On our South Island tour we had a lot of places we wanted to explore but Roys Peak was always at the top of the list. It is arguably one of the most scenic treks in New Zealand. The walk has no undercover areas throughout which allows you to see all the incredible views for the duration of the trek. To top this you see panoramic views from the ridge line of Roys Peak, most of Lake Wanaka, the surrounding peaks and Mount Aspiring/Tititea.
ABOUT THE TRACK All up, the walk is 16 km return via same route. It is a challenging track that zigzags steeply non-stop along a 4WD track from the car park (where you set off from) to the conservation area. The track continues through tussock grasslands to the 1,578m summit. The total height gain you make is 1,300m which makes this a demanding walk for many if you are not relatively fit. The track closes for lambing season from the 1st October until 10th November each year so organise your trip around these times. Unfortunately no dogs are allowed if you were thinking of taking your furry friend. There is no water available throughout the trek so make sure to take some; we had 1.5 litres each which was more than enough. Keeping that in mind, there are no toilets on the track either. The only toilet is located on the left, 200 m from the Roys Peak car park.
Weather conditions can get pretty hectic up there, as it is a mountain. Do check the forecast before heading out as it can change rapidly in this region. Hypothermia is a real risk even in summer. Be sure to check for avalanches as they can occur from May to November.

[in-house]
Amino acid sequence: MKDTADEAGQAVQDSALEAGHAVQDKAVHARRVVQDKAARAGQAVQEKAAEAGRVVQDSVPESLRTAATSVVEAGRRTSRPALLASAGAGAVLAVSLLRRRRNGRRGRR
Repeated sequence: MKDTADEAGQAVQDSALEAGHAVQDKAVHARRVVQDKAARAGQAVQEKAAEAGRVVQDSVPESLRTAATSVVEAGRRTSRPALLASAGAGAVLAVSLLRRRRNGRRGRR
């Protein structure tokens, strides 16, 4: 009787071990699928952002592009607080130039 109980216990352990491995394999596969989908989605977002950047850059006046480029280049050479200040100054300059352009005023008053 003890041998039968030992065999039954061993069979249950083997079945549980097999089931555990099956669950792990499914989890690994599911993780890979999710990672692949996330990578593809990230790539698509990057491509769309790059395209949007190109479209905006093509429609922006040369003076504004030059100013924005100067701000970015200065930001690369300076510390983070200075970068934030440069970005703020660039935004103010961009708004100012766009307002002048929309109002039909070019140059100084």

HOW TO GET THERE
The trek starts at the Roys Peak Track car park, 6 km from the Wanaka Township on the Mt Aspiring Road. If you type it in on Google maps it takes you straight there. It is well sign posted too so it’s not too hard to find. Keep in mind the car park is small and does get pretty busy, especially in the summer.
WHAT TO WEAR
Luckily, we did the hike on a warm sunny early spring day. When we set off that morning it was about 0 degrees and reached a high 8 degrees Celsius closer to midday. It was still very windy and felt really as we reached the peck. Be prepared on having warm, windproof clothing and thermals; beanies, under layers, gloves, and scarves are a must. Merino is definitely what we would recommend as it stays dry, is light but is still very warm. You will also want a good pair of trekking boots/shoes in the winter as there is snow on the walk at times however you may be ok with decent running trainers in the summer time. Last but not least, good socks are essential! It’s a long walk and you don’t want blisters, wet feet or any rubbing. Our advice is to get merino or wool socks and avoid cotton, as they get wet easily whilst walking.
We set off at 6.30am just before sunrise. The track is really well kept so if you are an early riser and want to be there at 3am to make the summit for sunrise it isn’t a dangerous walk to do in the dark.
It took us seven hours, including stoppages for photos and food, to complete the walk. Three hours to get to the ridge line and famous photo spot, an additional forty minutes from the peak to the summit and 2 hours 20 minutes to return. We could have done it quicker however it is not a walk we wanted to rush, as it is stunning throughout the entire trek. We took a sandwich and some small snacks too as it is a long time you are walking for. It was such a treat to have a bite at the top of the summit with those breathtaking views; however, we would definitely suggest not to take too much as it does slow you down.
So there you go... If you are ready and you know it, hike Mt. Roy!
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